Complex -- it was a it was everybody it was independent living in your right she was not being assisted meaning she did not have a nurse with -- You know for a period of time -- -- 24 hour day period but why does that matter assisted living vs independently.
Because assisted living means that you signed up for 24 hour health care.
That means -- signed up to have a nurse near your your elderly folks 24 sevenths so there's something goes wrong.
They have to be trained to be able to administer health to administer aid right away.
When you're just in -- retirement facility like this was -- you're not signing up for that.
Not -- bill is.
Is that is that Glenwood -- did disclose to the family.
That there would not be any CPR administered something like this happen so the family was unnoticed as well -- Brian -- if she's -- If she were afraid of legal action is that justify.
Not to know it's not build you up with it -- -- this interest in this -- prompts another problem we have across the country I commented on a case the other day.
About a bartender in Ohio bill who was fired because she called the police on somebody she served alcohol to she thought this person.
Was -- it was gonna -- kill somebody driving right.
She got fired buyer employer for doing that we live in a society now where employers.
Their employees from doing the right thing about that had a really remarkable yet and the director this facility Glenwood gardens said.
The staffer did the right thing.
Now rod there are some states who have good samaritan laws that's right if you don't act you can pay a price for that there's a -- -- don't mind.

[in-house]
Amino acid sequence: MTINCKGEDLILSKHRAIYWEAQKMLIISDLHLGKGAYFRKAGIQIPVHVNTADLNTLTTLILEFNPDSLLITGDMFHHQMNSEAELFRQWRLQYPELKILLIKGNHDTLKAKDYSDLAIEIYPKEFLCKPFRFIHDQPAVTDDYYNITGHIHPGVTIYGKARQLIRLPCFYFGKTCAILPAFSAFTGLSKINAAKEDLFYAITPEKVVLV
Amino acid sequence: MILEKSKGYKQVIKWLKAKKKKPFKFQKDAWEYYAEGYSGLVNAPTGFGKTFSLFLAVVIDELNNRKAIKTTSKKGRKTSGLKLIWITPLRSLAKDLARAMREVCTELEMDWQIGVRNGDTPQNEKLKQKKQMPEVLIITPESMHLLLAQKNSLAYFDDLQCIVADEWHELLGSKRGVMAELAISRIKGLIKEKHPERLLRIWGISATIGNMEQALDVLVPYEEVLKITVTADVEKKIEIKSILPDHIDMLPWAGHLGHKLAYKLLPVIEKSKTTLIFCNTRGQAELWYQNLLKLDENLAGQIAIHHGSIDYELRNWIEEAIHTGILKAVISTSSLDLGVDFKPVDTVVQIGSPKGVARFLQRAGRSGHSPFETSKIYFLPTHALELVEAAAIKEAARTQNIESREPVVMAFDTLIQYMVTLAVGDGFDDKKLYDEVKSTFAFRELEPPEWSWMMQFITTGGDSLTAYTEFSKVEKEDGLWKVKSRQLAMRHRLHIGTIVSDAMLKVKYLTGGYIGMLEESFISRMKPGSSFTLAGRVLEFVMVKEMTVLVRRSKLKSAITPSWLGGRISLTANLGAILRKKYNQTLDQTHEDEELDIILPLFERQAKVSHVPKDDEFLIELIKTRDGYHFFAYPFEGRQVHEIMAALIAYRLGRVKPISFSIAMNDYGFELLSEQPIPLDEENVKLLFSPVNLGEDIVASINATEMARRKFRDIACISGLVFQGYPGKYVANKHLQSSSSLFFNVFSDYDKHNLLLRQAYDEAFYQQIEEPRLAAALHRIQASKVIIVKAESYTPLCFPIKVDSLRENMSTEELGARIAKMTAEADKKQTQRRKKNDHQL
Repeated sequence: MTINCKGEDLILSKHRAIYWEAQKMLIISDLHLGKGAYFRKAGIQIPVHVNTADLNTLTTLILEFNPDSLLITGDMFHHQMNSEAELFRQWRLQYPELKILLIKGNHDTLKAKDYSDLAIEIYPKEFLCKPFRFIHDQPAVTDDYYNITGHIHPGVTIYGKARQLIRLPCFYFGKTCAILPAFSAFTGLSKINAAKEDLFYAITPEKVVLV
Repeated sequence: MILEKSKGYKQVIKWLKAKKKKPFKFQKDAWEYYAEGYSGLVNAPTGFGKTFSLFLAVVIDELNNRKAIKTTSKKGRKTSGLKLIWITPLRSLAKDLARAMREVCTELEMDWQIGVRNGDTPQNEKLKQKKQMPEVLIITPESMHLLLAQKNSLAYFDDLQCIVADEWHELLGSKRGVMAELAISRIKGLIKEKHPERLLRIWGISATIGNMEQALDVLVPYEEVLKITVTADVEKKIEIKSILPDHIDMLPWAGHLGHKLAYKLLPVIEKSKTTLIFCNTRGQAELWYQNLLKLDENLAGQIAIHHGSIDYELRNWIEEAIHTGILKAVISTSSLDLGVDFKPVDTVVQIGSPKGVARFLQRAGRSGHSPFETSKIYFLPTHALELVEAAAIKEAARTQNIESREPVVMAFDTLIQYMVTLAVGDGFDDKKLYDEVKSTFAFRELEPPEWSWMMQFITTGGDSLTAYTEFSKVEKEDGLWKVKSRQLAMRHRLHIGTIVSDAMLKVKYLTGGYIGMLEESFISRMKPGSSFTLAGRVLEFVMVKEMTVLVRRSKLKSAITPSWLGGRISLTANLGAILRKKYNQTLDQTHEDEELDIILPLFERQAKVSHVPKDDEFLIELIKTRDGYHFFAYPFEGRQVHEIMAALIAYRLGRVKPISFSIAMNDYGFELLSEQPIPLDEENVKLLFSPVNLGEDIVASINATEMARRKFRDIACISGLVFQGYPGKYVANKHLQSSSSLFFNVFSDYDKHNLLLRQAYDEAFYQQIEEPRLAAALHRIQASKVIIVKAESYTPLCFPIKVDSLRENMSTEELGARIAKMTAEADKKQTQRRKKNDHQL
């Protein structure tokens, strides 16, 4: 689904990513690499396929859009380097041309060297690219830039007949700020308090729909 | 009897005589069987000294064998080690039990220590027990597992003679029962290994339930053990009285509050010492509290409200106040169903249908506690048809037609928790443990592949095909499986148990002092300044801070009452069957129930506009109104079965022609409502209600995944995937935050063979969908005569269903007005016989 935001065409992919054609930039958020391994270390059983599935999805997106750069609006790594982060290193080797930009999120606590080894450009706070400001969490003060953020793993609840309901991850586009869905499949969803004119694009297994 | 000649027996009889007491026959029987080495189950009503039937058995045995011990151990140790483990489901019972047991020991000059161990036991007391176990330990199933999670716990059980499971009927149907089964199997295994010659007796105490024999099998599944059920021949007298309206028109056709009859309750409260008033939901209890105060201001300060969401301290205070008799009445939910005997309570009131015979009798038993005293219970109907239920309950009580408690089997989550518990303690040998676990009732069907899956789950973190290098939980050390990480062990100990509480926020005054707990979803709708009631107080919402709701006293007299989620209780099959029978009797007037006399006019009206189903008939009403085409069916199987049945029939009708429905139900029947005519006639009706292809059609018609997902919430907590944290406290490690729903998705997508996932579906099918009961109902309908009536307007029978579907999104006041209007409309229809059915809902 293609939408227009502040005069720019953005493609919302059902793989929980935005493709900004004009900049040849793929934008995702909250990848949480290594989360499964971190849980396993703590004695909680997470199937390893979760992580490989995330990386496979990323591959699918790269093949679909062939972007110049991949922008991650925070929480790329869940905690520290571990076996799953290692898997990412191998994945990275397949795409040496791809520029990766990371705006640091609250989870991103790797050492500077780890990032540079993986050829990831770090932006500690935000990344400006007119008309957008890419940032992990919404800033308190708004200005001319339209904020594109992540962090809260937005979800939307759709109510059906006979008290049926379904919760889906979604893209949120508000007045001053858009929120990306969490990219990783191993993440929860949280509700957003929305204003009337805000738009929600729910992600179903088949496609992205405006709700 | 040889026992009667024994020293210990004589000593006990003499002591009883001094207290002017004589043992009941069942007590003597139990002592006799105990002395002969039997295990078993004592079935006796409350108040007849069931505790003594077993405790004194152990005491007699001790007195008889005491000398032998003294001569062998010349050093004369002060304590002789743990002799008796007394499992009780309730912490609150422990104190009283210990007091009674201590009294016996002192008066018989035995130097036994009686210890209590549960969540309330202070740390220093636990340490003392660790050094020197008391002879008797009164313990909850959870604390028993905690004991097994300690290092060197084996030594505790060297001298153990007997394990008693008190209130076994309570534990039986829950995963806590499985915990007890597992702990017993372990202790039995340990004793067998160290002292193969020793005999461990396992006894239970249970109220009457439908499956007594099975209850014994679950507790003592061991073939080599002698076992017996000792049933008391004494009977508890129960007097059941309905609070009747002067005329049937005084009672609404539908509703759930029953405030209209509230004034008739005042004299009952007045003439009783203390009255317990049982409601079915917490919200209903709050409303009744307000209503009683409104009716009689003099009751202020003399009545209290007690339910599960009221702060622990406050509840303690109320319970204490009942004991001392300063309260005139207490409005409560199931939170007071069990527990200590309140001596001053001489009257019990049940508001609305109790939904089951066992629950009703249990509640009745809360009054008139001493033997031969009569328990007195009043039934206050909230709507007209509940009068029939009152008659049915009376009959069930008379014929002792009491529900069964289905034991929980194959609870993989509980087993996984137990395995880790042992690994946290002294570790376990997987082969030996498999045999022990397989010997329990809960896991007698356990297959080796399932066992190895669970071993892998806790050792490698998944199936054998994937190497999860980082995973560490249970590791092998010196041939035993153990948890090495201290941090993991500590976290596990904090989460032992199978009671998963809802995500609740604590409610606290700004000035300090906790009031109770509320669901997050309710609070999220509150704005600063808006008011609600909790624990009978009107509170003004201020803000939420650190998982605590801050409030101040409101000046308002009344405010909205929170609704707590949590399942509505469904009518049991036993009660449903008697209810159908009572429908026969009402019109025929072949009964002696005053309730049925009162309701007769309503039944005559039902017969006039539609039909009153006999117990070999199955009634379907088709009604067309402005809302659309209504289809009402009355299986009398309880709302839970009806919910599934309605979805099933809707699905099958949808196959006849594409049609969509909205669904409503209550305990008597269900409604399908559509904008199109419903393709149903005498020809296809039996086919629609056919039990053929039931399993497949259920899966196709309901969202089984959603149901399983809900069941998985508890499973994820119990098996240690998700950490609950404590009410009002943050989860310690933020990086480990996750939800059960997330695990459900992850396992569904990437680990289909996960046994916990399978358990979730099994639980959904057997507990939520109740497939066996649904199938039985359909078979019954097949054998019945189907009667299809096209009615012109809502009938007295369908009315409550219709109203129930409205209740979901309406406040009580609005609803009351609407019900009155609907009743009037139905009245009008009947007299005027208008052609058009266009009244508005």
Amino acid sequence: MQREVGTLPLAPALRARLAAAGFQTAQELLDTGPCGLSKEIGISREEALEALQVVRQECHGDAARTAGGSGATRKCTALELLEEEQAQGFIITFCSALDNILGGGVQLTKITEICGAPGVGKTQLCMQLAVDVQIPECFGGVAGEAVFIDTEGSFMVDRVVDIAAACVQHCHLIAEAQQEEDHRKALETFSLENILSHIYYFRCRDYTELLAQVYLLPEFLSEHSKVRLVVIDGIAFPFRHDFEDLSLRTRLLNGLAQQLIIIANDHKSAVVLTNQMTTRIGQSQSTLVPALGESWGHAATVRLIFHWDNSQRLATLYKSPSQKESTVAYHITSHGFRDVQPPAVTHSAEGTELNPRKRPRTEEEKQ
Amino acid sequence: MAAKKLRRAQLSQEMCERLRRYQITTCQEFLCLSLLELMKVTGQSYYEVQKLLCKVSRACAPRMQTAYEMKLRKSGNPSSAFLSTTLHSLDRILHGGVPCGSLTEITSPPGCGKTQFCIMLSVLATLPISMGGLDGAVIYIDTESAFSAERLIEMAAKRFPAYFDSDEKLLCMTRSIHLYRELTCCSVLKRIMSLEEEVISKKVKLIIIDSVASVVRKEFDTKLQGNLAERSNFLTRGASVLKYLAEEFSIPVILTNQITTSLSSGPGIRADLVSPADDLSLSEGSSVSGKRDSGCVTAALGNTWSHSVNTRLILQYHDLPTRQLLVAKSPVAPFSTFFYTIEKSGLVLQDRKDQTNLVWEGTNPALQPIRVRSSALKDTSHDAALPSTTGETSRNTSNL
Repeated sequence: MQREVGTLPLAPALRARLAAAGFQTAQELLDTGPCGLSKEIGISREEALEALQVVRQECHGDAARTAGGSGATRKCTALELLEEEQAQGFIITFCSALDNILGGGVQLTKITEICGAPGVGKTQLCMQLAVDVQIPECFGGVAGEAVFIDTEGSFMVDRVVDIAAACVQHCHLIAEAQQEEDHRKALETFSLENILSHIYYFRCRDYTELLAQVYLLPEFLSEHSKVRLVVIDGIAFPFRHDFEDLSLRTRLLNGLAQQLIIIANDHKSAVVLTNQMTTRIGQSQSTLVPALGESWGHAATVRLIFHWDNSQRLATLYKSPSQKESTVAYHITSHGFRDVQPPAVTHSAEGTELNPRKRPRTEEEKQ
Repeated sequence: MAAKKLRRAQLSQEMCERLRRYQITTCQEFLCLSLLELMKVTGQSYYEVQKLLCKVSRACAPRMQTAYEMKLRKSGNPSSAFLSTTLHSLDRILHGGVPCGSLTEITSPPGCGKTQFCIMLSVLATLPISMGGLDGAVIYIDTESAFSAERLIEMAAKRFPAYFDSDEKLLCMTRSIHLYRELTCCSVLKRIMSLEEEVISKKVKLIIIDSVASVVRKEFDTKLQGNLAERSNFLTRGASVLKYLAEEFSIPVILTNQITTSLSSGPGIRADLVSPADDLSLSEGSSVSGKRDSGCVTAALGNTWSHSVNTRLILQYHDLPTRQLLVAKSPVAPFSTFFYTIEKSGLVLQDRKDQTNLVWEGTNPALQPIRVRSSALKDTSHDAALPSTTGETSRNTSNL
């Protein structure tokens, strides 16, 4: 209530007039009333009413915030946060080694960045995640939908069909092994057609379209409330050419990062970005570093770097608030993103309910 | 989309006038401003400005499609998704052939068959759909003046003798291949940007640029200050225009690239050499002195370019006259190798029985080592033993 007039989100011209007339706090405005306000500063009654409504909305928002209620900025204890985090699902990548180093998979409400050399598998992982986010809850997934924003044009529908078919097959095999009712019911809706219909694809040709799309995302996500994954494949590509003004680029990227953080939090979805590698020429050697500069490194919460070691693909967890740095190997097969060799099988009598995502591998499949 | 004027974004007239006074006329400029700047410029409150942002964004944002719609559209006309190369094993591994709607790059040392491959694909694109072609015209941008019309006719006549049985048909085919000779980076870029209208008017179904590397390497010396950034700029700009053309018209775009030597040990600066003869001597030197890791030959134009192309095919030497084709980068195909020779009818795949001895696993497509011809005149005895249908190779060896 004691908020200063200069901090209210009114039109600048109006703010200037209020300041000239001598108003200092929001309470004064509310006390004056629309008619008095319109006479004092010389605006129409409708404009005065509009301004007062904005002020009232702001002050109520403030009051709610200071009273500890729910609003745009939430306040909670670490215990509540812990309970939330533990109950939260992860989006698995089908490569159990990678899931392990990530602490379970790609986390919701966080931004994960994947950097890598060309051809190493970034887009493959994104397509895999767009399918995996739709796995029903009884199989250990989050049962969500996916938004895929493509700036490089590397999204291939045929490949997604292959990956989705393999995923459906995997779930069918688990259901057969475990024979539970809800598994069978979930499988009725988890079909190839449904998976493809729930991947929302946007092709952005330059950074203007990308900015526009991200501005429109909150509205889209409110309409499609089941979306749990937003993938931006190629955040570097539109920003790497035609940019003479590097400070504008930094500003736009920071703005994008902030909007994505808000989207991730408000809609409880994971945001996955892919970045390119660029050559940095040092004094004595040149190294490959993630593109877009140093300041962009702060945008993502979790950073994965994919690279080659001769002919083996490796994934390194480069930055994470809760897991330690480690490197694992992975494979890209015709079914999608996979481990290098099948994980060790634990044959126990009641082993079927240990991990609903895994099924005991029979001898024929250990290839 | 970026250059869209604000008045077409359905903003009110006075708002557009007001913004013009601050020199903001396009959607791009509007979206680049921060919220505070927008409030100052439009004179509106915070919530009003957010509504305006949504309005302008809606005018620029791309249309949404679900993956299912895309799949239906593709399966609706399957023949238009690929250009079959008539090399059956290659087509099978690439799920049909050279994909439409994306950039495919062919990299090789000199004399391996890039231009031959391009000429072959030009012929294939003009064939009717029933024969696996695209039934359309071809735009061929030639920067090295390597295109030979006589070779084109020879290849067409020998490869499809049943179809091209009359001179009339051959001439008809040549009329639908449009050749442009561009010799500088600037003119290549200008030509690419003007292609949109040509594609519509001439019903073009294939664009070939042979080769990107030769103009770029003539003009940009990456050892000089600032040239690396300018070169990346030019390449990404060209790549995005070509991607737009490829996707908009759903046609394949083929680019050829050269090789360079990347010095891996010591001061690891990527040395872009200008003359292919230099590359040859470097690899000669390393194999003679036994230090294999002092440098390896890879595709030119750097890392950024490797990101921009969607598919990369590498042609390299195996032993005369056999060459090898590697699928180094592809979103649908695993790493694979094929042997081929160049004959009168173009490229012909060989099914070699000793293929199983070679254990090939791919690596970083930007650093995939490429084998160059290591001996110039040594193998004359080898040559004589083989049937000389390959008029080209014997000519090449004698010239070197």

Well Vermont is one of those states from what I understand the state of California does not have a good samaritan -- but here's the thing that you have to understand about the good samaritan law.
If you're acting in the capacity of your occupation -- not considered a good samaritan although I must disagree to a little bit with Michael panelists.
When we talk about culpability.
And we're talking about the culpability of this nurse if she is a nurse or have had any training in our history.
And she failed to take action there may be and I underline the word may be some degree of culpability there.
Brian what about that.
Bill -- that that's not true because.
That there's no way the DA could prove medical causation.
You can't just proven omission on the part of this woman you have to -- the battle mission led to the death of this elderly woman.
And 99% of the time when somebody.
Has lost the -- even if you administer CPR.
It's not gonna save the person on -- all right -- -- and that maybe that maybe that they'll -- -- death but contribute to her death and what we're seeing.
In time very shortly I do believe what monopolies make a move on this case by the way the the surviving daughter of missing seven year old woman who's now -- -- Says she does not have a problem with the way they acted or reacted to her mother's condition Brian faithful thank you Rod Wheeler thanks -- -- was well served.